Abraham could have thought, “If this is my land, why do I have to keep moving. If this land is so great, why is there a famine!” But he didn’t. He trusted God to work out the details, and kept trusting God even when the plan seemed to keep changing.
What about us. Last week I encouraged us all to keep going in this uncertain times we find ourselves in – to not bunker down and refuse to move but to embrace the changes when they come and look for the opportunities to explore and learn and grow within them. It has always been part of God’s purposes for humankind for us to explore and change and keep growing in our selves and in our faith.
But Abraham’s story possibly resonates with us. It is hard stepping out when we don’t have clarity. It is easy to get discouraged when things don’t immediately fall into place? Sure, we hear the call of scripture to keep trusting, and not give up … but sometimes we struggle and doubt.
So … how did Abraham keep going in all this uncertainty that he kept encountering in his journey’s? Abraham held on to the promises of God. You can’t talk about Abraham without also talking about the promises. Between chapter 12 and 17 of Genesis, God makes six amazing promises to Abraham and Sarah. God promising things like:
- I will be your God and you and your descendants will be my people
- Through you all the world will be blessed
- You will be the father of a great nation – your descendants will number as many as the stars in the sky
That is a lot … and I should know because out here in the rural areas you can really see the stars! (Photos from last night)
That is a lot of descendants… especially considering that Abraham and Sarah were now too old to have children. But God was insistent in the promise that Abraham and Sarah would have a son.
As much as they tried to step out and have faith – both Sarah and Abraham were having some doubts about these promises. Not about God’s faithfulness or commitment to the promise … just facing reality.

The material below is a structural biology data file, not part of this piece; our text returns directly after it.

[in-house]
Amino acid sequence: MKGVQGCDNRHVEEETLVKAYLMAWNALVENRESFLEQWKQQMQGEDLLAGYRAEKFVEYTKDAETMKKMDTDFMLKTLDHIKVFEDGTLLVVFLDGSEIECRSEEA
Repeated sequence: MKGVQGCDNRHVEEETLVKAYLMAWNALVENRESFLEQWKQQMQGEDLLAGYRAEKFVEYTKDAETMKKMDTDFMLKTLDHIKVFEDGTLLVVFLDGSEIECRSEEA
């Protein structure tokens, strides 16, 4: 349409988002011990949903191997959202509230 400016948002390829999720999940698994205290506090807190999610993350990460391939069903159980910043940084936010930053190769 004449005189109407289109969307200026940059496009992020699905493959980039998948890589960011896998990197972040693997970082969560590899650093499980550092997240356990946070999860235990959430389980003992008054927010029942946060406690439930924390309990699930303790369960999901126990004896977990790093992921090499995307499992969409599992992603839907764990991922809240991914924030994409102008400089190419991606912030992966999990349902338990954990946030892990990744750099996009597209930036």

In relation to the promise of a child, Sarah in Genesis 18:12 says, “I love the intention of the promise, but let’s face it. I am worn out and Abraham is old. I feel like this ain’t going to be possible because we are just not capable of this”
Abraham in Genesis 15 is talking to God and wondering about the fact that the promised land already has people in it. Abraham was worried that he would not be able to follow through with the intention of God’s promise.
In Genesis 15:8, Abraham asks God, “How can I know that when I step out in your purposes, it will all work out?” God says, “bring me a heifer, goat, ram, dove and pigeon”.
Bring me some animals. I am on a farm … do we have some animals here?
As Neena is getting me some animals, let me explain what God is suggesting. In the early civilisations there was this idea that if you wish to make a binding contract between two people, you would create this path of animals to walk through. (eg Jeremiah 34:18-19). Yes, sometimes the animals were split in half … but you didn’t need to.
The idea is that the two people walked this path together they would have to keep their agreement, keep their promises unless one party broke the agreement. If one party broke the agreement it would free the other party from keeping their side of the promises.